Nature Watch: Identifying ‘river ducks,' woodpeckers


Hummers are here!

Barbara in Lee wrote: "We just saw our first hummingbird today, May 4, Fairview St., Lee."

So, if the weather has kept you from putting out your hummingbird feeder, do it today! And if like so many other readers, you have forgotten the proper ration between water and sugar (the only two ingredients I recommend) it is one part sugar to four parts water.

Q: The West Branch of the Housatonic runs through my backyard. We get well over 100 mallards hanging around all winter plus a few Black Ducks, and once a solo Wood Duck.

A couple of months ago a duck cruised by that I could not identify using my field guide or a number of websites. A couple of days ago another swam by, and I tried again. I believe it is a duck, but I also searched for geese and again could not find out what it is. Larger than a mallard, had an iridescent green head, very white throat and brown body that was a bit mottled, not solid brown. I believe the beak was yellow, but am not certain of that. -- Craig, Pittsfield

A: It could be a domesticated mallard. I can think of no other waterfowl that matches your description. The adult male common merganser has a metallic green head and white front during breeding plumage (November through July) and is often a river duck, but presents itself with considerable white (flanks, breast) with a black back, and not a brown body. The adult male northern shoveler matches your description somewhat better, but I do not think of them as "river ducks." Keep in mind mallards do interbreed and there are a number of domestic ducks that you will not find in field guides.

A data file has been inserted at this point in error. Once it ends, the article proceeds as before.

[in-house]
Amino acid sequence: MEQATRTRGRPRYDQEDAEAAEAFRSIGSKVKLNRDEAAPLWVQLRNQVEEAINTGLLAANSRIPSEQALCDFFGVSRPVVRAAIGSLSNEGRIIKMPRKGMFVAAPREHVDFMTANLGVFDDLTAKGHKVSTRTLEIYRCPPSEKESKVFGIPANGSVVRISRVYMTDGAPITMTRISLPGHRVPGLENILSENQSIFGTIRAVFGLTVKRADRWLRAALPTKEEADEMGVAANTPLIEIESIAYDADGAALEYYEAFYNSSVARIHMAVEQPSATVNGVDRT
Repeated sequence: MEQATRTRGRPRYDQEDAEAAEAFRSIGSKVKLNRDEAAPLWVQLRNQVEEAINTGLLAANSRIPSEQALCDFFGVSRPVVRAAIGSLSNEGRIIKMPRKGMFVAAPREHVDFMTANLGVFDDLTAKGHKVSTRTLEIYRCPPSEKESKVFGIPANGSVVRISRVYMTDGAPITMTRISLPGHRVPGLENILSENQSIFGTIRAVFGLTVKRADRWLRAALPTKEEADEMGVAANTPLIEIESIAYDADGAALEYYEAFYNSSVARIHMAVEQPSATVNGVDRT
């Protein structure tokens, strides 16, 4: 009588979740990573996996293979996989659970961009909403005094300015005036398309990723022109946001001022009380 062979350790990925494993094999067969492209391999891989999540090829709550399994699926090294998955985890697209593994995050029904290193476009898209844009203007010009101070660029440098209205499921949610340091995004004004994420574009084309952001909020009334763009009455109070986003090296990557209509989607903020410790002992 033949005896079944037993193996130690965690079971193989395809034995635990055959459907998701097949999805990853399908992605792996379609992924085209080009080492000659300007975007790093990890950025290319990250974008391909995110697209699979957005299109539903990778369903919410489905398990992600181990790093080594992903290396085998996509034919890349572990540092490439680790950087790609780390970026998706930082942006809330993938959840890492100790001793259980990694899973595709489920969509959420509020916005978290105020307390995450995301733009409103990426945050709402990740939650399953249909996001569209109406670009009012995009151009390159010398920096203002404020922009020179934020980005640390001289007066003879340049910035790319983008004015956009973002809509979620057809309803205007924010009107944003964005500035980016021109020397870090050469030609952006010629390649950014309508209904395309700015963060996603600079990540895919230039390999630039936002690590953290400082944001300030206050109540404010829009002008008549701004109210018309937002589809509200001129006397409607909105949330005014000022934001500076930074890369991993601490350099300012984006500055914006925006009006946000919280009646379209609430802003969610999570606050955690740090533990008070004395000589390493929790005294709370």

Q: I have recently noticed two woodpeckers visiting our suet feeder that we hang from a second floor window. To me they look alike except for size. The larger has a splash of red behind the head, the smaller one doesn't. Am I correct in thinking this is a parent and its young? It seems very early. I first noticed the small one in mid April. -- Jerome, Pittsfield

A:The two nearly identical woodpeckers are hairy and a downy woodpeckers, two entirely different species. The next time you see them, look at the bill -- the hairy has a large bill for its size, while the downy has a small bill for its size. Males have a red marking on the back of the head (in both), while females do not. You have a male of one species and a female of the other. The young will come later in the season, and by the time they are introduced to your suet feeder, will be roughly the same size as the parent birds.


Get outdoors:

Birding Beyond Your Backyard (at) Housatonic Flats in Great Barrington

Saturday, May 17, 8 a.m. to 10 a.m.

This free walk will help beginning enthusiasts transition from feeder birds to the birds of field and forest. Join Berkshire Natural Resources Council and the Hoffmann Bird Club at the Housatonic Flats Reserve where terrain is flat with level ground along the Housatonic River. Wear long pants and shoes; bring water and a snack. And don't forget insect spray. Housatonic Flats is on Route 7 in Great Barrington, just north of the WSBS radio tower, right across the street from Chelsea and Company Antiques (434 Stockbridge Road, Great Barrington).

For more information, contact; Doug at (413) 499-0596.

Questions and comments for Thom Smith:


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